It could be 2022 before the city of Jackson can correct all of the issues with its water treatment plants found in an inspection last year.
The Mississippi Department of Health’s Bureau of Water Supply referred the city to the U.S. Environmental Protection Agency after an inspection on February 3, 2020 of the city’s two water treatment plants. After the inspection, the EPA followed with an order to the city on March 27, 2020, which says it is a final agency action and commands the city to make changes to its water system.
The order said that conditions in the Jackson system represented “an imminent and substantial endangerment to the persons served by the system.” Jackson is served by two water treatment plants: OB Curtis located on the Ross Barnett Reservoir and JH Fewell located on the Pearl River near Interstate 55.
The February 3, 2020 inspection conducted by the Mississippi Department of Health and the EPA office found numerous discrepancies in both water treatment plants, including turbidity (the measure of the degree in which water loses transparency because of dissolved solids), disinfection concerns with ultraviolet lights and disinfectant chemical storage and the condition of the distribution system, which is plagued by numerous leaks and breaks.
On April 30, there was an electrical fire at the OB Curtis plant that shut down one of the plant's pumps and caused the issuance of a boil water notice citywide.
One of the problems found by inspectors was with the membranes used to separate molecules during the treatment process. City engineer and director of the Public Works Department Charles Williams Jr. told the Northside Sun that city contractor Suez Water Technologies and Solutions will replace the membrane fibers on the No. 1 train. The city has advertised bids for repairs on the No. 5 membrane train. The plan, according to Williams, is to have both in operation by December 1.
The city was also docked for the inoperable state of its Clari-Trac system at both treatment plants, which removes solids from the water deposited by sedimentation. Williams said the Clari-Trac system has been repaired and is back in operation at JH Fewell, but that the one at OB Curtis is ongoing with no definitive timeline for completion.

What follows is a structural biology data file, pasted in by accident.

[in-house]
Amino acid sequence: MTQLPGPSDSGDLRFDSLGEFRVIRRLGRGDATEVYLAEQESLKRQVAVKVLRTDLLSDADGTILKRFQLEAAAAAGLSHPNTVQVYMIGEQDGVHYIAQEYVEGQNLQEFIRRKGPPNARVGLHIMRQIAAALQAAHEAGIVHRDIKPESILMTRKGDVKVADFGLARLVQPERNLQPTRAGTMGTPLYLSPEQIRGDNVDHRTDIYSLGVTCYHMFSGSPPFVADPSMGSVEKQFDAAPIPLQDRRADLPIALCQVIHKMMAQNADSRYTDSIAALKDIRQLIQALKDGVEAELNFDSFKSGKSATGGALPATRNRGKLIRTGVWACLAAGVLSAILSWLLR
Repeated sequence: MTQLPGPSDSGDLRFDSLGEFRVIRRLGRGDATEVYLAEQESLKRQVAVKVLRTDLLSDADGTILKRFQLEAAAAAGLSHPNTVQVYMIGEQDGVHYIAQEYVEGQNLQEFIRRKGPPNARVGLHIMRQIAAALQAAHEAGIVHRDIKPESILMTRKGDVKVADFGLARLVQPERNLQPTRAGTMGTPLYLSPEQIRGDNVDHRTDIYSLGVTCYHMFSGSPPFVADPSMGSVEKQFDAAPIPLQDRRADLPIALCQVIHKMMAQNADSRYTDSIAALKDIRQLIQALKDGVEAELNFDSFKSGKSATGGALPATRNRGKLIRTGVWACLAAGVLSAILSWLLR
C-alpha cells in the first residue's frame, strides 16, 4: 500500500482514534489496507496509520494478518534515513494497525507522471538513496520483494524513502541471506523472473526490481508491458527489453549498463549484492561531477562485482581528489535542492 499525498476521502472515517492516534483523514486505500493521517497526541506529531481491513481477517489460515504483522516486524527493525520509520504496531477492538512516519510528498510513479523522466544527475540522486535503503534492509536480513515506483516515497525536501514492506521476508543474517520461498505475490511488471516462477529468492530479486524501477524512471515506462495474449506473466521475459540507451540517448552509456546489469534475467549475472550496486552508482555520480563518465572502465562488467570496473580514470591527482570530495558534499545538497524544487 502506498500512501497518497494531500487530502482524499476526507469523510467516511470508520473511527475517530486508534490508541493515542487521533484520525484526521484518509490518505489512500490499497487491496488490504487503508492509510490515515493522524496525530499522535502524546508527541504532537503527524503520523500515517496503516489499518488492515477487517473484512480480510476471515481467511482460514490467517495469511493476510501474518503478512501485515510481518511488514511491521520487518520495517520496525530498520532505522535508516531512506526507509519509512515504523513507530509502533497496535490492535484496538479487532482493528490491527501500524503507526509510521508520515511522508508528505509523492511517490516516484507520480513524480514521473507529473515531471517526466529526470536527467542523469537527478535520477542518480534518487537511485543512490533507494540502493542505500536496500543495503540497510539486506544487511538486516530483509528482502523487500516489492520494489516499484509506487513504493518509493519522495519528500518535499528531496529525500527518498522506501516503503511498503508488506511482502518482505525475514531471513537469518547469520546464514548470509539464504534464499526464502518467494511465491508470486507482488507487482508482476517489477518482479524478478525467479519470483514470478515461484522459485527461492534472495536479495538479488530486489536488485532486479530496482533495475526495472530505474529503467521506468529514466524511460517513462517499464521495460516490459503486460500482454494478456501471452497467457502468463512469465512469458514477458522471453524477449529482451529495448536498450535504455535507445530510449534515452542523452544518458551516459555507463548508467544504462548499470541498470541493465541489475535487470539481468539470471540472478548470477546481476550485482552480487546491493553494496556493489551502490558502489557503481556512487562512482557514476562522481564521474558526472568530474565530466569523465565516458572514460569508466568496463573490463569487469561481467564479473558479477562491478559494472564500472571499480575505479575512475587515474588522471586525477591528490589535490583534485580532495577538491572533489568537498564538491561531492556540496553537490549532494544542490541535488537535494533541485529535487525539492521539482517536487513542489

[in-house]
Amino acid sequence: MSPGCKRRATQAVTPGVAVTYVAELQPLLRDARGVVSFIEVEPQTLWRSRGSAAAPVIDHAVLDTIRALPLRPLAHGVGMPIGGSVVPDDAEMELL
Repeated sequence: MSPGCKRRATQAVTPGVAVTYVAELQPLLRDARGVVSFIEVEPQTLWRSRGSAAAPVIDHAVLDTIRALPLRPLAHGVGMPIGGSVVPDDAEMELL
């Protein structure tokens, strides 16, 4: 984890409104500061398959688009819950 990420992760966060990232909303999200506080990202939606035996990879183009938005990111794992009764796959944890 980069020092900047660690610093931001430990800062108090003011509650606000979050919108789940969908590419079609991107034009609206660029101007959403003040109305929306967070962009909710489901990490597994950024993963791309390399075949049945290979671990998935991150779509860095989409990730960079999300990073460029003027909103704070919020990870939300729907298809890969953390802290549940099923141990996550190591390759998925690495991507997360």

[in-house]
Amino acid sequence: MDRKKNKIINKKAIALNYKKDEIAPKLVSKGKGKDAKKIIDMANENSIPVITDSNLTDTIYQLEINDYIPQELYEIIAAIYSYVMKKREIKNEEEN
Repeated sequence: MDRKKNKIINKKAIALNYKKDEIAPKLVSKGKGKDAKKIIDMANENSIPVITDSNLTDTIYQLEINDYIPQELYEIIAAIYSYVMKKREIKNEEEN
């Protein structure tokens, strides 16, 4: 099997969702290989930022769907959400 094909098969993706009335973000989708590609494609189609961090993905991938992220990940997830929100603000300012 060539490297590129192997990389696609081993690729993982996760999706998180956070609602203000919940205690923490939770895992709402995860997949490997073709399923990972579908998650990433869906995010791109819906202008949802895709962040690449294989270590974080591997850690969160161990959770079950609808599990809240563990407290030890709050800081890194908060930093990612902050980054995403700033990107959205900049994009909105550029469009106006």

The inspection said this system had been inoperable since 2017. The Department of Health told the city that using drainage basins to handle the resultant sludge buildup increased the chance of treatment process issues and was wasteful for treatment chemicals.
Another problem is with the intake from the Ross Barnett Reservoir that feeds into OB Curtis. The report said the intake building is in failing condition with holes in the roof and a vital feed system was inoperable. The holes in the roof are visible to motorists driving across Spillway Road.
The city told the Department of Health that the building would be repaired by August, but Williams said repairs will take until June 30, 2022.
According to the inspection report, the city of Jackson’s crews are repairing five or six water line breaks per day, requiring the city to issue boil water notices. From 2016 to February 2020, the city had issued more than 750 boil water notices and the master plan for pipe replacement issued by the city in 2013 isn’t being implemented and maintenance log records aren’t being kept for line repairs.
The city told inspectors that the water loss rate in the distribution system is 40 to 50 percent, necessitating three Jackson-based hospitals — University of Mississippi Medical Center, Baptist Hospital and St. Dominic’s — to drill their own wells.